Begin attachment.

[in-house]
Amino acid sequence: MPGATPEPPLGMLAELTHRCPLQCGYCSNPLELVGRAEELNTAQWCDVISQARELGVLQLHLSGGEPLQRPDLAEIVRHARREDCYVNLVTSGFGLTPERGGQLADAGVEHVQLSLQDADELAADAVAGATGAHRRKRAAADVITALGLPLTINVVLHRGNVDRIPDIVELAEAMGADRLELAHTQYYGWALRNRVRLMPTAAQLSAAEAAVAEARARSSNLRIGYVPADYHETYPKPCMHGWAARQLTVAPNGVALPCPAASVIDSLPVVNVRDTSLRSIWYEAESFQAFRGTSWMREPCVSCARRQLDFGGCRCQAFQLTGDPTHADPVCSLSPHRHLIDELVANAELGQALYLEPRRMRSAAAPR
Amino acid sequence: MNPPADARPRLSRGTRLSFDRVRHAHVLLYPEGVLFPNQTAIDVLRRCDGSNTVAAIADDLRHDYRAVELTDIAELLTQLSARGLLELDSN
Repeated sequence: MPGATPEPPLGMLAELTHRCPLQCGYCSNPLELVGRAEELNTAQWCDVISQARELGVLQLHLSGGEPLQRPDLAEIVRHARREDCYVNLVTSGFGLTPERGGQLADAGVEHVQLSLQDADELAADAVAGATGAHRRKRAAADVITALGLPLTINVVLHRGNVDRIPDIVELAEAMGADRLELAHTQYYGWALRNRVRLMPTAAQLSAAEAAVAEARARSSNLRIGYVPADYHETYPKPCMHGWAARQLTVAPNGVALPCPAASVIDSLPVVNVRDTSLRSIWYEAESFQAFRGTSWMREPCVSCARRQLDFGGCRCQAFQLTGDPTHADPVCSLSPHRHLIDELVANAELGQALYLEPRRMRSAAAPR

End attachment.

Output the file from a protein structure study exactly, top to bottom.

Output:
[in-house]
Amino acid sequence: MPGATPEPPLGMLAELTHRCPLQCGYCSNPLELVGRAEELNTAQWCDVISQARELGVLQLHLSGGEPLQRPDLAEIVRHARREDCYVNLVTSGFGLTPERGGQLADAGVEHVQLSLQDADELAADAVAGATGAHRRKRAAADVITALGLPLTINVVLHRGNVDRIPDIVELAEAMGADRLELAHTQYYGWALRNRVRLMPTAAQLSAAEAAVAEARARSSNLRIGYVPADYHETYPKPCMHGWAARQLTVAPNGVALPCPAASVIDSLPVVNVRDTSLRSIWYEAESFQAFRGTSWMREPCVSCARRQLDFGGCRCQAFQLTGDPTHADPVCSLSPHRHLIDELVANAELGQALYLEPRRMRSAAAPR
Amino acid sequence: MNPPADARPRLSRGTRLSFDRVRHAHVLLYPEGVLFPNQTAIDVLRRCDGSNTVAAIADDLRHDYRAVELTDIAELLTQLSARGLLELDSN
Repeated sequence: MPGATPEPPLGMLAELTHRCPLQCGYCSNPLELVGRAEELNTAQWCDVISQARELGVLQLHLSGGEPLQRPDLAEIVRHARREDCYVNLVTSGFGLTPERGGQLADAGVEHVQLSLQDADELAADAVAGATGAHRRKRAAADVITALGLPLTINVVLHRGNVDRIPDIVELAEAMGADRLELAHTQYYGWALRNRVRLMPTAAQLSAAEAAVAEARARSSNLRIGYVPADYHETYPKPCMHGWAARQLTVAPNGVALPCPAASVIDSLPVVNVRDTSLRSIWYEAESFQAFRGTSWMREPCVSCARRQLDFGGCRCQAFQLTGDPTHADPVCSLSPHRHLIDELVANAELGQALYLEPRRMRSAAAPR